When I became a parent to a child with special needs, I learned, among other things, that I had been saying the absolute wrongest things to people my entire life.
As a self-admitted awkward person, I’m terrible when it comes to extending condolences and comforting people in their times of need. Terrible. And I’ve discovered that I’m definitely not alone. Until you’ve specifically experienced something — the death of a loved one, the loss of a job, the end of an important friendship, the discovery that one’s child has special needs — you have no idea how to respond to others who have. You try your best, but when it comes down to it, you’re an outsider with zero knowledge of what it feels like to be them.
Since becoming a parent to a child with hemiparesis and hemiplegic cerebral palsy due to a stroke in utero, I now know all too well what it feels like and how certain words and phrases impact both me and other parents of children with special needs — words and phrases like, “I don’t know how you do it” and “You are so strong” and “I couldn’t handle it if I were you” and “You’re such an inspiration.”
When they first pour in, you barely notice them, these words and phrases, let alone have time to let them register. But as they continue and increase in frequency, they start to get to you. You begin to respond in your mind with things like, “How I do it is I get up and then I, you know, physically do it” and “I’m not strong, just existing” and “If put in my situation, your options would be to hide under the dirty clothes pile in your closet or do it, so chances are, you could and would do it if you had to” and “No more inspirational than the dog that licks its puppies’ butts so they can take an unobstructed dump.”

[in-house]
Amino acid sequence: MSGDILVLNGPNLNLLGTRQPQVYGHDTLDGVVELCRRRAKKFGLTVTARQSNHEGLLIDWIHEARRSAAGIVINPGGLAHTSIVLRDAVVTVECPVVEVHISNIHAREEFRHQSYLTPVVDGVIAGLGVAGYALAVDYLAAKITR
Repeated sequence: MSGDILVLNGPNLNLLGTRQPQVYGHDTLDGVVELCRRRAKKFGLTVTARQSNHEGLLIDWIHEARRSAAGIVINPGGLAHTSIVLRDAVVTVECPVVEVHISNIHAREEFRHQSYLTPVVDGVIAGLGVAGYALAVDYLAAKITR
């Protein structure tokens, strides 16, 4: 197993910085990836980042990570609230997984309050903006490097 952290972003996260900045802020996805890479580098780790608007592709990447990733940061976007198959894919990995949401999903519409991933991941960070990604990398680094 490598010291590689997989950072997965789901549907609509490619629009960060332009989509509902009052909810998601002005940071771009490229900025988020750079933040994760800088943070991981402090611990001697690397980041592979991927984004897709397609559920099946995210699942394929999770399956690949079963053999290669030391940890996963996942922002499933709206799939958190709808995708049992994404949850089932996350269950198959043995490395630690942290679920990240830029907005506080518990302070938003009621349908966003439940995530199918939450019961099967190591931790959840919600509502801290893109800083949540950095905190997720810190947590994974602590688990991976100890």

It didn’t take long for me to set these feelings that people pitied me and my child aside in favor of recognizing that what they were really saying was, “I have absolutely no idea what to say to you so I’m going to say this trite, cliche thing here but what I really mean is I support you and care for you and am interested in you and your family.” And after a while, these people could simply reply with “Hamburger!” and I’d be grateful that they took time out of their schedules to listen to what was going on with my son and family and extend me a virtual pat on the back. When it comes down to it, without these coded “I support you and care for you and am interested in you” gestures, I’d be rocking in a corner somewhere gnawing on my toenails.
Despite all this, there is one response people tend to give parents of children with special needs that I can neither tolerate nor condone, and that’s any response involving mention of God and a child with special needs at the same time. Most of these responses go something like this: “God only gives special kids to special people,” “God only gives you what you can handle,” “God has a greater plan for you and your child,” “Never question God’s purpose, for He is good,” and blah blah BLAH.